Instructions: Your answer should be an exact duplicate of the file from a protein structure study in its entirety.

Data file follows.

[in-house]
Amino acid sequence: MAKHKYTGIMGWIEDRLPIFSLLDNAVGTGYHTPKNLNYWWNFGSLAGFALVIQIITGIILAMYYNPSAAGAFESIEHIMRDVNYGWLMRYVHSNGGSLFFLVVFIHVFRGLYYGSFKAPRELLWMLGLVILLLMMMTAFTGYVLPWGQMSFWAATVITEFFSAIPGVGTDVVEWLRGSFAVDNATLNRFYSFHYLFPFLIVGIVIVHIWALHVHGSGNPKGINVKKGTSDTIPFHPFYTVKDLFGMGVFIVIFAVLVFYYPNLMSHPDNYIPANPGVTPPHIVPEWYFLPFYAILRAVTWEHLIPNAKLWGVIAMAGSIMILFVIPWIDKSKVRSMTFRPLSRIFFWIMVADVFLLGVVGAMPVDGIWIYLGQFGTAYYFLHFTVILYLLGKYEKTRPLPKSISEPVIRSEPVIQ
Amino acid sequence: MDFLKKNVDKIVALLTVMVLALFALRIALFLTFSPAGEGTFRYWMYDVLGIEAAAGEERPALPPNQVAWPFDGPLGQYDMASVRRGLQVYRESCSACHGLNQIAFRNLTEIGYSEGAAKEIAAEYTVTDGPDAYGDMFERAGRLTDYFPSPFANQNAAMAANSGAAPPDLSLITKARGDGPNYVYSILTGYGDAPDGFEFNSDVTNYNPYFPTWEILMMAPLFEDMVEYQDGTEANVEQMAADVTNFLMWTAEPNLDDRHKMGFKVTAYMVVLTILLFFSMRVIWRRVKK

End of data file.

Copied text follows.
[in-house]
Amino acid sequence: MAKHKYTGIMGWIEDRLPIFSLLDNAVGTGYHTPKNLNYWWNFGSLAGFALVIQIITGIILAMYYNPSAAGAFESIEHIMRDVNYGWLMRYVHSNGGSLFFLVVFIHVFRGLYYGSFKAPRELLWMLGLVILLLMMMTAFTGYVLPWGQMSFWAATVITEFFSAIPGVGTDVVEWLRGSFAVDNATLNRFYSFHYLFPFLIVGIVIVHIWALHVHGSGNPKGINVKKGTSDTIPFHPFYTVKDLFGMGVFIVIFAVLVFYYPNLMSHPDNYIPANPGVTPPHIVPEWYFLPFYAILRAVTWEHLIPNAKLWGVIAMAGSIMILFVIPWIDKSKVRSMTFRPLSRIFFWIMVADVFLLGVVGAMPVDGIWIYLGQFGTAYYFLHFTVILYLLGKYEKTRPLPKSISEPVIRSEPVIQ
Amino acid sequence: MDFLKKNVDKIVALLTVMVLALFALRIALFLTFSPAGEGTFRYWMYDVLGIEAAAGEERPALPPNQVAWPFDGPLGQYDMASVRRGLQVYRESCSACHGLNQIAFRNLTEIGYSEGAAKEIAAEYTVTDGPDAYGDMFERAGRLTDYFPSPFANQNAAMAANSGAAPPDLSLITKARGDGPNYVYSILTGYGDAPDGFEFNSDVTNYNPYFPTWEILMMAPLFEDMVEYQDGTEANVEQMAADVTNFLMWTAEPNLDDRHKMGFKVTAYMVVLTILLFFSMRVIWRRVKK